Bilingualism can have a positive impact on many life processes, such as a child's cognitive ability as well as a child's ability to read. Someone who is bilingual has a stronger repertoire of phonological, morphological, and syntactic skills. These skills provide a person who is bilingual with the necessary basis for learning how to read (University of Haifa 2011).

However, in accessing the positive impact of bilingualism, one must also examine the similarities of the linguistic systems in question. Bialystock concluded that “…the knowledge of another language and skill in reading that language…influences children's literacy acquistion. However, this influence might diminish or even disappear for two languages that use different writing systems.” Similarities in written language systems will have a positive impact upon a child's ability to learn addiitonal languages for both bilingual and second language learners (Bialystok Luk & McBride-Chang, 2005). If a child speaks both English and French he will have an accelerated reading ability compared to a monolingual speaker because the written language systems are similar. Both bilingual and second language learners exhibited phonological abilities that transferred across languages regardless of whether their written language systems were similar. However, the same could not be said for decoding. Bialystock found that if a child is bilingual in both English and Chinese, he will not exhibit any advantage nor show a deficit when learning how to read because those written language systems are very distinct. Interestingly, competence in one language will always be weaker for those who learn a second language years after learning their first language. Finally, first-language measures can be useful in the early identification of children at risk for difficulty in learning to read in a second language (Jared, Cormier, Levy & Wade-Woolley 2011).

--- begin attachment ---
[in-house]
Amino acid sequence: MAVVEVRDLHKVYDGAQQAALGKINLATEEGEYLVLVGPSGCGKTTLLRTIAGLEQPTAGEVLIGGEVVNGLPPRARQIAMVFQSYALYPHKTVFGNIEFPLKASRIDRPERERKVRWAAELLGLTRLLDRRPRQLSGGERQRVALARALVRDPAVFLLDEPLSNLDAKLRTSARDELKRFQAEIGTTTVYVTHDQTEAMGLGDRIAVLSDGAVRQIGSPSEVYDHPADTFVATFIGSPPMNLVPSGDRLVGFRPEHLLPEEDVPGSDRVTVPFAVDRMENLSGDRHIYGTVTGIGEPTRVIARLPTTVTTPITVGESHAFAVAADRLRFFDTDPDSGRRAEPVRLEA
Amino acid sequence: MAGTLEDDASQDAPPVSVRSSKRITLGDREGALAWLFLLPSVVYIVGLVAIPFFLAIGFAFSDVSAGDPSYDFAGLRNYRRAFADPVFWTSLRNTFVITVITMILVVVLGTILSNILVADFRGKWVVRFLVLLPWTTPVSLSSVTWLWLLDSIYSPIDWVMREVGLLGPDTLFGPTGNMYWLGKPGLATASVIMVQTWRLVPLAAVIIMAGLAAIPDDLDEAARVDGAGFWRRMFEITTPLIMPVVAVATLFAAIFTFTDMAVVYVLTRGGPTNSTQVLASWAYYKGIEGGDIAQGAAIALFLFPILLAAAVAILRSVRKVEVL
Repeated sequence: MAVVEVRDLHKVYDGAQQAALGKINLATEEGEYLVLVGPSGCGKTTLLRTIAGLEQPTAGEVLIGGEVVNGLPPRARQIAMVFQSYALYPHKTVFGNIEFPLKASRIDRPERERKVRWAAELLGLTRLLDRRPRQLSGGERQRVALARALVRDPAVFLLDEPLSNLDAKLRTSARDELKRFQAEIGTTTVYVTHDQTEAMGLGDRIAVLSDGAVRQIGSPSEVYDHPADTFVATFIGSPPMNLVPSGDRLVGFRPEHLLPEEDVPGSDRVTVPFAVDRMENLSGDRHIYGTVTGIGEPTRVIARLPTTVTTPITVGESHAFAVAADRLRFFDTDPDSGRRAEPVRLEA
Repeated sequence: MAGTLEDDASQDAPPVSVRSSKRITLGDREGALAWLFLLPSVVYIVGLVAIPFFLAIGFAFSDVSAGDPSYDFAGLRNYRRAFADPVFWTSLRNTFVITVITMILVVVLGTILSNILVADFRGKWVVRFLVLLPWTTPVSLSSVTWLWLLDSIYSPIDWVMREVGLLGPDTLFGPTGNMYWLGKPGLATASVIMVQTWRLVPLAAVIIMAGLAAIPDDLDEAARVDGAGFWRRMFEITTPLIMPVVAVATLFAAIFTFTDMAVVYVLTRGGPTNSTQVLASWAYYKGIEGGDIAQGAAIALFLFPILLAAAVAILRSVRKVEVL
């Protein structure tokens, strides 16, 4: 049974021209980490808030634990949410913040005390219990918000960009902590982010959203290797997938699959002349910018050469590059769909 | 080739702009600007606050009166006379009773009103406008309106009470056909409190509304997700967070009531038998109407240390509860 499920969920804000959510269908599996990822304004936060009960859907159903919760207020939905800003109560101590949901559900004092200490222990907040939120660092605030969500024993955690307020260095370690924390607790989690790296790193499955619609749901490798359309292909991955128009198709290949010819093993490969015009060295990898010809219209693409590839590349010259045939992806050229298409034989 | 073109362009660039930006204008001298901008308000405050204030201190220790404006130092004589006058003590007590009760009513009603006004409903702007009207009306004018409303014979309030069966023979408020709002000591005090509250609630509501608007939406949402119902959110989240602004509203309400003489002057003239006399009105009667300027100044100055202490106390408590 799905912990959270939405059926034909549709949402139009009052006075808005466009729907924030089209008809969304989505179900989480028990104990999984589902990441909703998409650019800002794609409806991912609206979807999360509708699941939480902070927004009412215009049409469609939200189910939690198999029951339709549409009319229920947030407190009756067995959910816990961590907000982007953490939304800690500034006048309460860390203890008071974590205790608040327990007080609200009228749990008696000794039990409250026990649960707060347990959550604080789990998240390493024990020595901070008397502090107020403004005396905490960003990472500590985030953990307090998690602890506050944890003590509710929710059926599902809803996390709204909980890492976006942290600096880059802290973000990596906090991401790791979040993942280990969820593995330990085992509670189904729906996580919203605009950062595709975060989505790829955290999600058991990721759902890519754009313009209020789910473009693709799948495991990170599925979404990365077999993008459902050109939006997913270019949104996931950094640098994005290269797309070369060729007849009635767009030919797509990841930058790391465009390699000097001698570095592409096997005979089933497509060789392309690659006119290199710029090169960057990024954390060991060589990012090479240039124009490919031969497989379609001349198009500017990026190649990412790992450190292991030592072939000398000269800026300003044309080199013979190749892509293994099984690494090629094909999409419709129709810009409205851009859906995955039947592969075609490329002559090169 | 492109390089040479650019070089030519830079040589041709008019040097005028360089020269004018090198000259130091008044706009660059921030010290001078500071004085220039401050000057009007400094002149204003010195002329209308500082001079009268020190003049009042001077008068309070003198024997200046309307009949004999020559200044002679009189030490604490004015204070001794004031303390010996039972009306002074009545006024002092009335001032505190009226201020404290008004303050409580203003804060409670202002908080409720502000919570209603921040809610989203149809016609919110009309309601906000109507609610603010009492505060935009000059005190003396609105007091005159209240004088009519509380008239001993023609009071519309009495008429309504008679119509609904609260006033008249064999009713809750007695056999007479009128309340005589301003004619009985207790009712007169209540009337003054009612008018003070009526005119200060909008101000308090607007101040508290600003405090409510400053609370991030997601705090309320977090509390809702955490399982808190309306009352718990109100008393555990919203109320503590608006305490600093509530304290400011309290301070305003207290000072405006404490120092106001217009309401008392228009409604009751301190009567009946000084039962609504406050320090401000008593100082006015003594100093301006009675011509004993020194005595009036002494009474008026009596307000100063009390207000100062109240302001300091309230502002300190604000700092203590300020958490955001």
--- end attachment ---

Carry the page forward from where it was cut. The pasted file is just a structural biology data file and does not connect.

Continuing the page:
Second Language Acquisition

Bilingualism can be established when someone learns a second language, but for someone to maintain the ability to understand and speak both langauges they must be used continually (Taylor 1970, p.9). Factors that affect one's ability to learn a second language are the age of the learner, sex of the learner, prior language training, and other characteristics such as aptitude & intelligence, plus a sympathetic orientation toward the language being learned. Learning another language in childhood in the early years of school fosters a greater capacity for one to learn a language and use it later in life (Taylor 1970, p. 7). There has been no data collected on whether gender differences are a prominent factor in the ability to acquire another language, but based on information collected from the Modern Language Aptitude test, girls score higher on foreign language exams while in school (Taylor 1970, p.7). Other important characteristics to have when learning a second language are motivation, cooperation and being actively engaged. The motivation for learning a second language can be classified into four categories: communication, emotional involvement, religion, and cultural literacy (Taylor 1970, p. 8). How one feels about these four main domains impacts his/her ability to learn a second language. The strongest reason for acquiring a second language is typically social, that is the desire to communicate.